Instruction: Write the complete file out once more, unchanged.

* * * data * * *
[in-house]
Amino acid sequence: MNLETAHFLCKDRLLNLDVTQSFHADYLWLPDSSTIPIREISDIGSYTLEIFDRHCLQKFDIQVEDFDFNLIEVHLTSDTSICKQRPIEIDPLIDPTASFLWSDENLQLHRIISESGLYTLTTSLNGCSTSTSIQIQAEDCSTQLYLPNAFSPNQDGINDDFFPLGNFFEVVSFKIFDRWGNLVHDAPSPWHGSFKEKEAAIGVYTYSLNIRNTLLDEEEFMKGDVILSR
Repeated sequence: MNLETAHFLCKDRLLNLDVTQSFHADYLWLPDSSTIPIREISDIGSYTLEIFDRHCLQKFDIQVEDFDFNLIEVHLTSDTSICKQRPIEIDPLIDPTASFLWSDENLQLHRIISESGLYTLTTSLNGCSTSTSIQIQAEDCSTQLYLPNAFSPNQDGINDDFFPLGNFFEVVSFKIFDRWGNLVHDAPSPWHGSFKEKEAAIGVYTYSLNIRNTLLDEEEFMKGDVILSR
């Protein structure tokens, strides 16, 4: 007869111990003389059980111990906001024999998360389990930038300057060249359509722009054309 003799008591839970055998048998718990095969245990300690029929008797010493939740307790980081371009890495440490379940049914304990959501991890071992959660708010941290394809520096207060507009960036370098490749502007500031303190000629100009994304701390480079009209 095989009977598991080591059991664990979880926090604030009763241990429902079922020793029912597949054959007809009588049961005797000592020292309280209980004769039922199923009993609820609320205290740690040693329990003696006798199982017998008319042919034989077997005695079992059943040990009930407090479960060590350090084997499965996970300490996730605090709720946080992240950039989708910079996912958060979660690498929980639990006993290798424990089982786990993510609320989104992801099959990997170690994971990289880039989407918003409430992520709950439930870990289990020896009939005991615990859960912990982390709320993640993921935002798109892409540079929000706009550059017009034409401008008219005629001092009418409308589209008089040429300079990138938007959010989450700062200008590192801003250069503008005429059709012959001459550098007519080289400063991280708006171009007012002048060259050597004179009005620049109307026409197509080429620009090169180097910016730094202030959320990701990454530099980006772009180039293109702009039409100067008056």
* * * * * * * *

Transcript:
[in-house]
Amino acid sequence: MNLETAHFLCKDRLLNLDVTQSFHADYLWLPDSSTIPIREISDIGSYTLEIFDRHCLQKFDIQVEDFDFNLIEVHLTSDTSICKQRPIEIDPLIDPTASFLWSDENLQLHRIISESGLYTLTTSLNGCSTSTSIQIQAEDCSTQLYLPNAFSPNQDGINDDFFPLGNFFEVVSFKIFDRWGNLVHDAPSPWHGSFKEKEAAIGVYTYSLNIRNTLLDEEEFMKGDVILSR
Repeated sequence: MNLETAHFLCKDRLLNLDVTQSFHADYLWLPDSSTIPIREISDIGSYTLEIFDRHCLQKFDIQVEDFDFNLIEVHLTSDTSICKQRPIEIDPLIDPTASFLWSDENLQLHRIISESGLYTLTTSLNGCSTSTSIQIQAEDCSTQLYLPNAFSPNQDGINDDFFPLGNFFEVVSFKIFDRWGNLVHDAPSPWHGSFKEKEAAIGVYTYSLNIRNTLLDEEEFMKGDVILSR
């Protein structure tokens, strides 16, 4: 007869111990003389059980111990906001024999998360389990930038300057060249359509722009054309 003799008591839970055998048998718990095969245990300690029929008797010493939740307790980081371009890495440490379940049914304990959501991890071992959660708010941290394809520096207060507009960036370098490749502007500031303190000629100009994304701390480079009209 095989009977598991080591059991664990979880926090604030009763241990429902079922020793029912597949054959007809009588049961005797000592020292309280209980004769039922199923009993609820609320205290740690040693329990003696006798199982017998008319042919034989077997005695079992059943040990009930407090479960060590350090084997499965996970300490996730605090709720946080992240950039989708910079996912958060979660690498929980639990006993290798424990089982786990993510609320989104992801099959990997170690994971990289880039989407918003409430992520709950439930870990289990020896009939005991615990859960912990982390709320993640993921935002798109892409540079929000706009550059017009034409401008008219005629001092009418409308589209008089040429300079990138938007959010989450700062200008590192801003250069503008005429059709012959001459550098007519080289400063991280708006171009007012002048060259050597004179009005620049109307026409197509080429620009090169180097910016730094202030959320990701990454530099980006772009180039293109702009039409100067008056």